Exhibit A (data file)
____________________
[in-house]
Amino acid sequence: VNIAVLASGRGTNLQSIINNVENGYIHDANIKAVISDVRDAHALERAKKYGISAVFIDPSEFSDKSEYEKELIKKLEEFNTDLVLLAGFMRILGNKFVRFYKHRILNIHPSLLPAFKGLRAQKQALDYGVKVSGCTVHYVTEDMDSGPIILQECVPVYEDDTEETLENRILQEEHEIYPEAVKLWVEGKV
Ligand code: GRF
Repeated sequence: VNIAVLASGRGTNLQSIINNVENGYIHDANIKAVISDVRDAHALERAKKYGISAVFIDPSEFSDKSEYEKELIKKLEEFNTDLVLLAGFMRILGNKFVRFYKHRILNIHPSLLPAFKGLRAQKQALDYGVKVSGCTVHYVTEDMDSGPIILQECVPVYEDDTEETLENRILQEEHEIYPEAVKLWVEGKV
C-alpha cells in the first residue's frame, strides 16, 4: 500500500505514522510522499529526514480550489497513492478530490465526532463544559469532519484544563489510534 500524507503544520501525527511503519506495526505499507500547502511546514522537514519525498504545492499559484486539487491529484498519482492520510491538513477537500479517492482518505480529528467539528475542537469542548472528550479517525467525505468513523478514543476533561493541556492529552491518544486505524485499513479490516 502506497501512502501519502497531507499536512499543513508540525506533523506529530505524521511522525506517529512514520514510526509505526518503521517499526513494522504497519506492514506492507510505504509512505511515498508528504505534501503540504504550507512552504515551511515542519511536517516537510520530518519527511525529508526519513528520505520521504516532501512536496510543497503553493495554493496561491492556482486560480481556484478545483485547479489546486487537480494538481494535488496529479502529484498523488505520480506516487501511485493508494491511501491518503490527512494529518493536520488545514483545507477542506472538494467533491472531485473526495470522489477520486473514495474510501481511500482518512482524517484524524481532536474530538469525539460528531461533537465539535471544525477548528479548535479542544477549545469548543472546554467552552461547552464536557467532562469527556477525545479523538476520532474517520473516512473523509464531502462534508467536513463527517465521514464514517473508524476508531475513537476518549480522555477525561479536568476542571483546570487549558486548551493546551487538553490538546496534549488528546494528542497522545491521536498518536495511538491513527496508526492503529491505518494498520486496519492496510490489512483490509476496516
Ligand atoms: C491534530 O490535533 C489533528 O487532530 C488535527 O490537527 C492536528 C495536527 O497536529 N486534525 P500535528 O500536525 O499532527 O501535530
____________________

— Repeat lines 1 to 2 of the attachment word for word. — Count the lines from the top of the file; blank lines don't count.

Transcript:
[in-house]
Amino acid sequence: VNIAVLASGRGTNLQSIINNVENGYIHDANIKAVISDVRDAHALERAKKYGISAVFIDPSEFSDKSEYEKELIKKLEEFNTDLVLLAGFMRILGNKFVRFYKHRILNIHPSLLPAFKGLRAQKQALDYGVKVSGCTVHYVTEDMDSGPIILQECVPVYEDDTEETLENRILQEEHEIYPEAVKLWVEGKV